Such permutations may give us a case with seismic impact (I am sitting right on the San Andreas Fault as I write this, whence the imagery) and may change the landscape, but it does not necessarily make a model story. It would also be fair to say that a person who has been wronged, who fought back against all odds and who was vindicated, does not necessarily emerge simpatico as a result, and that one can follow a judge’s reasoning in a particular case, and respect his or her intent, whilst regretting the policy implications of the conclusion.  If anything made the discovery tail wag the litigation dog, it was this case. The $29.3 million awarded to Zubulake has been dwarfed many times over by the costs incurred in not being the next UBS.

So what did Laura Zubulake actually say which is of lasting value? Some things need repeating whenever two or three are gathered together: the date of preservation is always important and frequently uncertain; lawyers and clients have joint responsibility; the shades of meaning between negligence, gross negligence, wilful misconduct and the rest are hard to define; companies should “embody discovery in a broader, more holistic process for the benefit of the company” as Zubulake put it. She emphasised that we “now have clarity which we did not have then” – new rules, the EDRM, the Sedona Cooperation Proclamation and (she emphasised particularly) the Information Governance Reference Model.

Zubulake’s role as midwife to the new ediscovery world entitles her to a respectful hearing, without giving her a special view on where the resulting wayward child should go next. I pick one thing from her speech which is worth passing on. She said in opening, and repeated often, some variant on “I was the detail person in my own legal team”. This included reading every email, and studying them for meaning and nuance and for clues which might point to other things, including gaps and omissions.

That is more easily done, of course, if you are an unemployed investment banker with the brain, the background knowledge, the personal motivation and the time. Time and expense makes it impossible to have a “detail person” for most cases. There is a message for the rest of us though: all this stuff we handle and manage and pour into increasingly sophisticated technology are the clients’ documents. Cooperation between lawyer and client was one of the themes of the Zubulake case at a high level – the shared responsibility for preserving, collecting and producing them. It is often necessary, also, to have someone who has an eye on the context and not just on the raw data. Modern data analytics tools are amazing in their power, but only a human who knows something of the business and the people can say what is important, and what is missing. That will amost certainly be someone from the client.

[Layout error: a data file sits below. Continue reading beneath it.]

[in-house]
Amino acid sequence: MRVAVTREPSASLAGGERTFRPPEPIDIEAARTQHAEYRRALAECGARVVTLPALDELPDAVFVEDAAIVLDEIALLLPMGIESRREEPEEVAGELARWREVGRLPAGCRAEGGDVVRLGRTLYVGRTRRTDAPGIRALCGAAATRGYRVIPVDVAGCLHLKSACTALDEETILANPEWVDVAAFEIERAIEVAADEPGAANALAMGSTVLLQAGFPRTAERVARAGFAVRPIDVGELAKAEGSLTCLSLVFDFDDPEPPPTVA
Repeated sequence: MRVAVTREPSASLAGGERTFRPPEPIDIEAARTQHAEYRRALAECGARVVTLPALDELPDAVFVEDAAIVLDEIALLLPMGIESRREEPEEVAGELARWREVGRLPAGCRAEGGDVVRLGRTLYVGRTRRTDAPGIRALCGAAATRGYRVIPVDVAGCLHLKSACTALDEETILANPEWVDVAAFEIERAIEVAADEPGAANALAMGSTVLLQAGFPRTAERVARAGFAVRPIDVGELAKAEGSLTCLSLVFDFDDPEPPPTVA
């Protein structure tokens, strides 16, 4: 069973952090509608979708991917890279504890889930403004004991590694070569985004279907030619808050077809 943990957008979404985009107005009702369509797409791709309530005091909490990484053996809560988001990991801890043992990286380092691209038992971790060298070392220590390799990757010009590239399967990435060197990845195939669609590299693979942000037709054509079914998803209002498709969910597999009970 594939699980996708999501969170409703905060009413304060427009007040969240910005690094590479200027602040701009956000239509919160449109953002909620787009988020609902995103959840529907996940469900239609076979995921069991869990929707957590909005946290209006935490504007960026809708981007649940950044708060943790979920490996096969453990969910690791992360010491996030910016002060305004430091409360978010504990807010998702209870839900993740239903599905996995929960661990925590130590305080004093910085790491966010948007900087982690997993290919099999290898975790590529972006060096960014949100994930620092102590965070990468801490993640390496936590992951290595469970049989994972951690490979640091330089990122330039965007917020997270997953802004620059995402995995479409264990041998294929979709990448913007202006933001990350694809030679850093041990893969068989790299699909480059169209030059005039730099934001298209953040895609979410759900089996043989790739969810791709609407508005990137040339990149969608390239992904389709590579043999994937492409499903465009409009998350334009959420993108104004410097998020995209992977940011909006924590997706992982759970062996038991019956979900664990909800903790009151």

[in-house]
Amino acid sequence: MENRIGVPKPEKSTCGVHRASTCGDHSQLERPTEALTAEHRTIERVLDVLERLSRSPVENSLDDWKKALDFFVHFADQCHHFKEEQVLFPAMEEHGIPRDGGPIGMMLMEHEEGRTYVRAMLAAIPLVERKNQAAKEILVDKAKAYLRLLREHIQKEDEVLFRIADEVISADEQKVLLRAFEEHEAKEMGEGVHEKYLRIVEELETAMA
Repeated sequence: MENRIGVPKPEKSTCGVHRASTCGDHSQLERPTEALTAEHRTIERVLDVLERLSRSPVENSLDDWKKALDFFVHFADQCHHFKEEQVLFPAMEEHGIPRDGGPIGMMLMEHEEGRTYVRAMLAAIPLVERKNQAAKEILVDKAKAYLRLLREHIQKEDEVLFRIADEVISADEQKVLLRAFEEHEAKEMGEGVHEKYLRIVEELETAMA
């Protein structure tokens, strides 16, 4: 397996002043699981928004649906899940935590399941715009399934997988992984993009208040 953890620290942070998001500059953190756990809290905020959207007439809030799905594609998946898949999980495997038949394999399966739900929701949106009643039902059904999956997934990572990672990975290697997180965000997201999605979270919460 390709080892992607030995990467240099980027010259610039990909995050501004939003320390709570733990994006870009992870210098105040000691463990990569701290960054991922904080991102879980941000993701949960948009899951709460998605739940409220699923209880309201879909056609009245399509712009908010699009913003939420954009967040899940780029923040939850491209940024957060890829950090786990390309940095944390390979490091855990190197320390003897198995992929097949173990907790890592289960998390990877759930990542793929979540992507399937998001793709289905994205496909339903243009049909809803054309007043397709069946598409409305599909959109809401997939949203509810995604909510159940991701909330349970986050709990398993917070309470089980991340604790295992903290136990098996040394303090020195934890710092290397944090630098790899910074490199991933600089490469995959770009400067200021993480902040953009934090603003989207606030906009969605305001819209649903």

Laura Zubulake’s attention to detail turned a fairly ordinary tale of office gender bias into a $29.3 million victory which changed the ediscovery world or at least the US part of it. To someone from England & Wales, where we seem to manage a world-class justice system without all this, the legal hold requirement developed since Zubulake  seems designed to achieve the opposite of what is meant by “just, speedy and inexpensive”.

I will not stop now to explain why this does not give licence to parties to do what they like – see my article called You do not need the fear of sanctions to get value from legal hold software for a summary of the present position in my own jurisdiction and one called Rybak v Langbar sends warning to those who destroy evidence for an example of appropriate sanctions for inappropriate conduct.

My mention of News International at the top of this article was not mere local colour. It is suggested (implied, hinted, alleged, commonly supposed, any term you like short of known) that there has been much deliberate document destruction at Wapping; it has even been suggested that The News of the World was closed down in order to make this possible. There are enough people out there with prospective civil claims, quite apart from any other investigations, for this to be the time when the UK’s preservation principles are tested properly. We keep our fingers crossed, and hope that whatever emerges is limited to its facts, its scale and its culpability, and does not send us down the same extravagant, wasteful, disproportionate route as Zubulake’s case did for preservation in US civil proceedings.

Three closing points: two Symantec blog posts here and here give good straight-up-and-down reports of Laura Zubulake’s speech; the future of FRCP preservation was discussed in the closing judicial panel at Carmel, and I will cover what was said in a separate post; and nothing said here under-estimates UBS’s failures or detracts from Laura Zubulake’s achievement on those facts.

Ms Zubulake points out that the original version of this article did not correctly identify the person who introduced her speech, so I have removed the name.  She has made various other observations which I will come back to in due course.

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About Chris Dale

I have been an English solicitor since 1980. I run the e-Disclosure Information Project which collects and comments on information about electronic disclosure / eDiscovery and related subjects in the UK, the US, AsiaPac and elsewhere
This entry was posted in Discovery, eDisclosure, eDiscovery, Electronic disclosure. Bookmark the permalink.